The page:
A moratorium on new coal mines?

| 28 November 2015
Blog & Articles

First came the coal divestment campaign and now comes the call for a moratorium on new coal mines.

Its advocates say it has the unique political and diplomatic upside of delivering benefits (in the form of less competition and higher prices) to the owners of existing coal mines and simultaneously delivering benefits to oil, gas, renewables and the climate.  And because it is a sectoral and global approach, it is less penalising of those coal companies who happen to be in the portfolio of pension funds that can be most easily lobbied.

So we asked Andy Howard, who was head of the ESG team at Goldman Sachs and who now runs Didas Research, which specialises in analysis to support long-term equity investors, what he thought.  His reply was clear:

“A moratorium that constrained supply could actually be great news for the industry, to be welcomed by the Australian coal industry, contingent on doing so within a global framework of some sort.  Coal is everywhere and there is loads of it, so controlling supply is beyond the capacity of a single country, as other countries can reasonably easily fill gaps (and will almost certainly do so).  If something like this can be done internationally, it would be great news for the industry, particularly diversified companies that dominate Australian production (and can reallocate capital to other commodities).  It could constrain supply in a way that would inevitably drive up the price of coal over time, allowing the industry to generate better returns than the 5-10% it has done through the last decade (at which levels they should be returning more capital to shareholders anyway on financial grounds irrespective of climate arguments).  See tobacco as a case study (no new companies launched in decades and one of the most profitable sectors in the market – what they lost on volume (at least relative to the growth they might have expected before regulatory health constraints kicked in) they more than made up on returns).  The conundrum could be that coal executives may have different incentives to the investors that own their shares – careers can be characterised by developing assets and growing businesses as much as generating cost of capital beating returns on dwindling asset bases.”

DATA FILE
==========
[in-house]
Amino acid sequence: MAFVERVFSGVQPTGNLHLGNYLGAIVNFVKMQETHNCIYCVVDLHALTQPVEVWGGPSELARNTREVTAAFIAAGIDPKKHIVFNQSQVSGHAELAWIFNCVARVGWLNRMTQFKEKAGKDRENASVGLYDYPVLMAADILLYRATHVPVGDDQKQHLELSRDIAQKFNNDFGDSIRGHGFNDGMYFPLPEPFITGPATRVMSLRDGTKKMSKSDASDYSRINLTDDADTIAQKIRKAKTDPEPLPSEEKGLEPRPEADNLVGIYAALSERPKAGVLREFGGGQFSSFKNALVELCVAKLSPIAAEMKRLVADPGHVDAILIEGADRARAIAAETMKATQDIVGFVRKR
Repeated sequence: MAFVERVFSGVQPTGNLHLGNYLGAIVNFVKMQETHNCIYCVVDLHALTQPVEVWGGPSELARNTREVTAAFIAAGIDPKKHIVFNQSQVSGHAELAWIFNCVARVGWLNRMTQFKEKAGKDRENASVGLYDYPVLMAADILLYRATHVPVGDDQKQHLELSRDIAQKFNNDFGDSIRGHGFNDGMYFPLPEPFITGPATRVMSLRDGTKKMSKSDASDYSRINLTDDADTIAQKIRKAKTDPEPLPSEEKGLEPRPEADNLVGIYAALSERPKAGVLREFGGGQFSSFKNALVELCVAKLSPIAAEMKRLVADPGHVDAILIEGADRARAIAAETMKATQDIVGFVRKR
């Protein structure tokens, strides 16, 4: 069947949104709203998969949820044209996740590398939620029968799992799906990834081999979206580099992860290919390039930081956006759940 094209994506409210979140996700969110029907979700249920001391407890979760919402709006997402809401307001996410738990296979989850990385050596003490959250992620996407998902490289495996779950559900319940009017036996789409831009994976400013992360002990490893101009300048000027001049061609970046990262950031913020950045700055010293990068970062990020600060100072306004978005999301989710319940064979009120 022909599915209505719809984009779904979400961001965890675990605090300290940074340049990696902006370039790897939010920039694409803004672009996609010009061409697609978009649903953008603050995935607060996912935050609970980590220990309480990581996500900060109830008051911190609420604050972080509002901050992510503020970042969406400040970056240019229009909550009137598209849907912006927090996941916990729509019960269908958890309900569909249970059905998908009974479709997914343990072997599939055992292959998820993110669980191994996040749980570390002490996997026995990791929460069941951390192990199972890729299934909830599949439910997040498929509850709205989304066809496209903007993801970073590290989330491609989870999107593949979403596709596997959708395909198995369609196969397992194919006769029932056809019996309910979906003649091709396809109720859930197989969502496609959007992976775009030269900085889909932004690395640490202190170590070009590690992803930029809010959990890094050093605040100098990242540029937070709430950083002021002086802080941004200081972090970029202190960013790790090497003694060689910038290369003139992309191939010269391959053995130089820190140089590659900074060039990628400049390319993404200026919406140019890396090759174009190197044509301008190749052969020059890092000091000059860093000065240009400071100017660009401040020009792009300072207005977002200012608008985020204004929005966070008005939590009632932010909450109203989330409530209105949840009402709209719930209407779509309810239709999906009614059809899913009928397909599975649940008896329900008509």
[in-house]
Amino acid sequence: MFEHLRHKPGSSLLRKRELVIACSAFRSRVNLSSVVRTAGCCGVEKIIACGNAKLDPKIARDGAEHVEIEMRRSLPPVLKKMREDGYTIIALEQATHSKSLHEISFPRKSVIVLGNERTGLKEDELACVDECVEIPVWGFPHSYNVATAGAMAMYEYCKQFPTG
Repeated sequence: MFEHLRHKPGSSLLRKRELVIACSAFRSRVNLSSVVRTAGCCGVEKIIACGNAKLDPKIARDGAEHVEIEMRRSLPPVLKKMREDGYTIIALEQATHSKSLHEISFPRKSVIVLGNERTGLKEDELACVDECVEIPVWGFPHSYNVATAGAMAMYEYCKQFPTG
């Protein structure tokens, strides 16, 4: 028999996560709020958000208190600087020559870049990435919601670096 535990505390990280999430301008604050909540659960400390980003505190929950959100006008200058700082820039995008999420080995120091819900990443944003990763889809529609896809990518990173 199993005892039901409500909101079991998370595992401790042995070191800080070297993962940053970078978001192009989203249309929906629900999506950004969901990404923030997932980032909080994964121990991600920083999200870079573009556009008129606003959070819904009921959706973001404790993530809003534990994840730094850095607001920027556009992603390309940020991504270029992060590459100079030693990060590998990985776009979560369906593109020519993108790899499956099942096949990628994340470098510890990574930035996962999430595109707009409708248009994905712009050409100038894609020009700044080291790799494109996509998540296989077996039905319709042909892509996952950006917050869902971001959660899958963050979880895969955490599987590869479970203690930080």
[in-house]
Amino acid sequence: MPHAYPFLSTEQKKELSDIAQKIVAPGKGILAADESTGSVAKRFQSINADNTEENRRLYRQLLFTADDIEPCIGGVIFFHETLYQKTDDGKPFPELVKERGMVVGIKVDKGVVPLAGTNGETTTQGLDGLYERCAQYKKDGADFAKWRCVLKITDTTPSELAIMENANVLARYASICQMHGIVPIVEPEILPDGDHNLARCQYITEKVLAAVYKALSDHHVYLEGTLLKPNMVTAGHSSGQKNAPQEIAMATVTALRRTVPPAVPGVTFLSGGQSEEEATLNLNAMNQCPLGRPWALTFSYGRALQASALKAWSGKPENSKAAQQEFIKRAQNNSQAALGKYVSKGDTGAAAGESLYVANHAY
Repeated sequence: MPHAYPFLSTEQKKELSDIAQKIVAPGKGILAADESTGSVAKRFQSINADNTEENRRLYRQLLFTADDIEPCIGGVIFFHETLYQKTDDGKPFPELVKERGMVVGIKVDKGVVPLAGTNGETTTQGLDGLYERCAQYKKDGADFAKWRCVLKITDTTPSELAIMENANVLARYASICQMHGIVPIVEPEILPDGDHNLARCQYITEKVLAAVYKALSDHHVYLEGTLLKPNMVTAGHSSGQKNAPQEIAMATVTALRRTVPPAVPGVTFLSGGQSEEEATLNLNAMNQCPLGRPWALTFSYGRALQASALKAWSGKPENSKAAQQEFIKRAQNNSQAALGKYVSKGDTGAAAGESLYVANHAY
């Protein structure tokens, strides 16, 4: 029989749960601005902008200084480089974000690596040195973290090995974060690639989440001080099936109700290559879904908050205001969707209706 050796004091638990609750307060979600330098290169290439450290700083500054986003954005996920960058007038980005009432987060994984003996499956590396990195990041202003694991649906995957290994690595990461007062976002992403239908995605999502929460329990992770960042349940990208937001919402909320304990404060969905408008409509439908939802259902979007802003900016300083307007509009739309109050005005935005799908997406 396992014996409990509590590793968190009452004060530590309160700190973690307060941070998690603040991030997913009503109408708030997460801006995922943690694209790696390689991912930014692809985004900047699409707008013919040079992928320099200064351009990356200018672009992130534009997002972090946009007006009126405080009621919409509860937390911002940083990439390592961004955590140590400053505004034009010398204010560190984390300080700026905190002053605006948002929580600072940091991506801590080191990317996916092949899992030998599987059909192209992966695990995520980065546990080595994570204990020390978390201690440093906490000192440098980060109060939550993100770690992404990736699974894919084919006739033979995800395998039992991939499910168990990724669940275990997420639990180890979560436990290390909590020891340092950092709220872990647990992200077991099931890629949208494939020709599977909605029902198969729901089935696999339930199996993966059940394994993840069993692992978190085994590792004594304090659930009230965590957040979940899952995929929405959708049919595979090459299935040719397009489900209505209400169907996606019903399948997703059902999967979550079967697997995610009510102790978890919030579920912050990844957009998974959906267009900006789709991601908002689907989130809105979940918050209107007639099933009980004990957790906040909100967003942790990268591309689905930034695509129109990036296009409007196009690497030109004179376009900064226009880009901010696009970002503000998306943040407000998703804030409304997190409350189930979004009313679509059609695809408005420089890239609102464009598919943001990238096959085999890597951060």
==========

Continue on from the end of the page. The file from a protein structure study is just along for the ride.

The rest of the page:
So who could do trigger this international action?  The big investors in the energy sector!  Since many have already lost a lot on coal – and here is data about the scale of the losses in the UK and Canada, for example – surely they should now be willing to be forceful stewards?